Stack Ranking: Don’t Do it!

It worked for GE!

Jack Welch is generally blamed/credited for the forced rank, ‘rack and stack’ approach to performance assessment. In its purest form a bell curve is imposed at all levels of the org with a forced percentage of people at each performance level. The gruesome details are all over the internet, including on Wikipedia.

Maybe this works great when you’re building jet engines and selling light bulbs. It is a bad way to make software! In this system, your top team in the entire company has to have one piece of toast.

Thank you, Donna!

One of the truly great things that my employer has done is to shift us entirely away from this method. We now practice ongoing feedback . Donna Morris has written and tweeted about this quite a bit. Here’s a nice summary on slashdot. The comments are gold!

The right way to do this is with continuous feedback and an engaged get well process for low performers, certainly not at the end of the year.

And yes…


did end up abandoning it.


In a fascinating linked in article about how Marissa Mayer refused to fire 5000 ‘yahoos’. She stood up at a company meeting and said ‘No’, ‘No’, ‘No’ when the topic of massive layoffs came up. She told the board:

Mayer told them that layoffs of any kind, let alone 35 to 50 percent cuts, would be too damaging for employee morale. She said that Yahoo’s basic infrastructure was so byzantine and jerry-built that it would be unwise to blindly rip whole teams of people out. She said Yahoo was going to need all the talent it could find to turn around, and she didn’t want to risk putting good people on the street.

Byzantine! When was it ever good to be Byzantine?

However, it turns out that what she did instead was to enforce stack ranking, with predictable results. I think I have to give her a pass here, since she did something that was right for the technology (not cause chaotic departures) and was better for the people (low performers out!).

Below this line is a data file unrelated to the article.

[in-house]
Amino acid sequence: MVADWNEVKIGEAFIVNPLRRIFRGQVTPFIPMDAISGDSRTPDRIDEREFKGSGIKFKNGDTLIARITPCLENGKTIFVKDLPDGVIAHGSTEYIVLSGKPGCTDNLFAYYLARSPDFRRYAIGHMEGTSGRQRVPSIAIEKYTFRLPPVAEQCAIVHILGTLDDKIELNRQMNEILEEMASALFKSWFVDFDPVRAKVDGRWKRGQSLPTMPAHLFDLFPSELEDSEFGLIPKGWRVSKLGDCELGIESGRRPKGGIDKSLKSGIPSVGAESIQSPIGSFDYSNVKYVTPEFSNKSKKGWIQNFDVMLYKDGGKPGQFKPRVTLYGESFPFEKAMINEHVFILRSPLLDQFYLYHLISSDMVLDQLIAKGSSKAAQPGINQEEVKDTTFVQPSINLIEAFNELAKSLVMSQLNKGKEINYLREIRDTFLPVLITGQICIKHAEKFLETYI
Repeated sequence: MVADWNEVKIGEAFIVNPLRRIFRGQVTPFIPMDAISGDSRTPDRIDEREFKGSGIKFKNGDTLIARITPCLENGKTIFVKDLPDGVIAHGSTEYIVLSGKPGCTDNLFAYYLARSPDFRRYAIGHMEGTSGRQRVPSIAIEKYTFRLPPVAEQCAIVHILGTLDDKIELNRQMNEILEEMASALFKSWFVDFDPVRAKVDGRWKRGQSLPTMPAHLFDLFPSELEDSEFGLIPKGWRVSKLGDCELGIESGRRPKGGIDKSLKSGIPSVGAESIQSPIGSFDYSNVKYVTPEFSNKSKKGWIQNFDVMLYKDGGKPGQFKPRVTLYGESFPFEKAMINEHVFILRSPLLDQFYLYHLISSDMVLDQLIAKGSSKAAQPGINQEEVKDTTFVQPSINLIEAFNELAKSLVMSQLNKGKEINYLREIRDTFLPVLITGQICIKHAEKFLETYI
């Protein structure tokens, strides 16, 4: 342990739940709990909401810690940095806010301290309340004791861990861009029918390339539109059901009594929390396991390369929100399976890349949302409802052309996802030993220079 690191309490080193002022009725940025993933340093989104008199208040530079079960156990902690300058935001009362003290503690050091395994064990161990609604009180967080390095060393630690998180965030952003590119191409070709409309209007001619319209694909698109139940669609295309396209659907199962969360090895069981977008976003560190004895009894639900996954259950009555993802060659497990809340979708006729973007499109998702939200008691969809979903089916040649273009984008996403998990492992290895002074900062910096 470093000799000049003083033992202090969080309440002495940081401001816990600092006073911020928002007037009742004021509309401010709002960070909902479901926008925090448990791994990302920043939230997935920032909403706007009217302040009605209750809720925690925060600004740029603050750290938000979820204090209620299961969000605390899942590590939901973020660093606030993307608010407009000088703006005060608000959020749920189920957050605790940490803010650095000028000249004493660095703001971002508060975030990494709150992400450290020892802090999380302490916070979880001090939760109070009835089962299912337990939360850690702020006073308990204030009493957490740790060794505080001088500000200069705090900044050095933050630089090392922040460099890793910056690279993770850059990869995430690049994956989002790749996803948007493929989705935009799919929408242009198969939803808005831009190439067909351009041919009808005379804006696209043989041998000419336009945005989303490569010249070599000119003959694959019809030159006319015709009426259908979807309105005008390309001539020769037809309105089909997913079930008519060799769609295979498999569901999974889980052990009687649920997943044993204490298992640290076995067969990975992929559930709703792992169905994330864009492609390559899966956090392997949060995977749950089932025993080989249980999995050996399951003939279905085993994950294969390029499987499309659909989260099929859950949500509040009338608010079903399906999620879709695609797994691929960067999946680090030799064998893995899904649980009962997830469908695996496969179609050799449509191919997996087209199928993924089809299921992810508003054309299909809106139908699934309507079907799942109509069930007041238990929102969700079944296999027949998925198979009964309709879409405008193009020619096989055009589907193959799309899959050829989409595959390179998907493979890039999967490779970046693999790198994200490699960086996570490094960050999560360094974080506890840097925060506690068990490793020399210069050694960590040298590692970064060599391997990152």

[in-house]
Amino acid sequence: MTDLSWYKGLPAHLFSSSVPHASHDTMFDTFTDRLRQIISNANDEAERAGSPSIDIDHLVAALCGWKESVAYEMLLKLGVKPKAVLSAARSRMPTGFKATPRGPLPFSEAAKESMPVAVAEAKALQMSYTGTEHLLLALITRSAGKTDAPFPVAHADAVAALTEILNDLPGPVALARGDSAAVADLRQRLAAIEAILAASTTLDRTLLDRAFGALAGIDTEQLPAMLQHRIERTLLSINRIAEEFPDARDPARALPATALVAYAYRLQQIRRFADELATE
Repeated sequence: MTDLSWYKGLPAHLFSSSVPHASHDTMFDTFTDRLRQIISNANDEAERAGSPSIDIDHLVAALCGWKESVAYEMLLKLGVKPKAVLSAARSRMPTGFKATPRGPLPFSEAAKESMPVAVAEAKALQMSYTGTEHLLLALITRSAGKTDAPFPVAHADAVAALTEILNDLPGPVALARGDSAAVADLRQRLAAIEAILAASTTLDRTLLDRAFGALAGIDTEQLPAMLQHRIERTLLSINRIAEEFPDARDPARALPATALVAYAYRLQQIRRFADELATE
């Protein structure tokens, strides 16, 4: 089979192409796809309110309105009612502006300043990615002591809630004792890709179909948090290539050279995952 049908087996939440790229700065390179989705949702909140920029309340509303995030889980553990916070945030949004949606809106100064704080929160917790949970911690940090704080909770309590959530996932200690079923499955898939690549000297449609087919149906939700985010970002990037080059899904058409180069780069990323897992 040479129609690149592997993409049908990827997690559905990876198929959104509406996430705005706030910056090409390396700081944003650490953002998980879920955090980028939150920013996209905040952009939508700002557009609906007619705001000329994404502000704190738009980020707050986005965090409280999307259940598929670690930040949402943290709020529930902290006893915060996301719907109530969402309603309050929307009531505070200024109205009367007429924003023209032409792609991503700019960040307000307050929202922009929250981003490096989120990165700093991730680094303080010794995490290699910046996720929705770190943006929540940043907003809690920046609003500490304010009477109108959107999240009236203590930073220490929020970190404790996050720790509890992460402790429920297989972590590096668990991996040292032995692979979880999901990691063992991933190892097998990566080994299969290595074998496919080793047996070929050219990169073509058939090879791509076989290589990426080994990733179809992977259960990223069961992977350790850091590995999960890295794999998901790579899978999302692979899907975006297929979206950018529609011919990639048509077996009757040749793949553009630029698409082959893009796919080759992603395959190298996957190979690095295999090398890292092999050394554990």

That Said…

if you are not trying to do a massive turnaround you want to stay away from the stacks.

The Year End Review

2015As the end of the year, some unfortunate managers try to roll up their compensation, feedback, goal-setting, project planning and gawd knows what else into a single painful & stressful exercise. Painful for the manager, stressful for the employee. At one of my old jobs, reviews were so important we did them every 13 months!

However, like many seemingly intractable problems, this one can be solved by decomposition.

How much $$?

First, let’s look at from the individual contributor’s POV: “How much $$?” That’s it! That’s what they really want to know. Any compensation changes will probably take the form of items salary, stock, bonus, covered in an earlier post.


In economic terms, the compensation change is the only ‘signal’ that matters here.

You’ve been giving feedback all year, right? Skip it this one time. If you waited a year to give feedback, you really screwed up, and you’ll make matters worse by giving someone a bonus and reminding them of things they could have done better at the same time.


It’s actually fantastic to pivot the conversation around the contributor’s goals. It’s a new year, she is thinking about that sort of thing.

Project Planning

No! This is a one on one, project planning needs to happen somewhere else.

Gawd knows what else

Managers, don’t confuse yourself. Give them their monetary feedback, pivot to their goals and start prepping for the next one on one.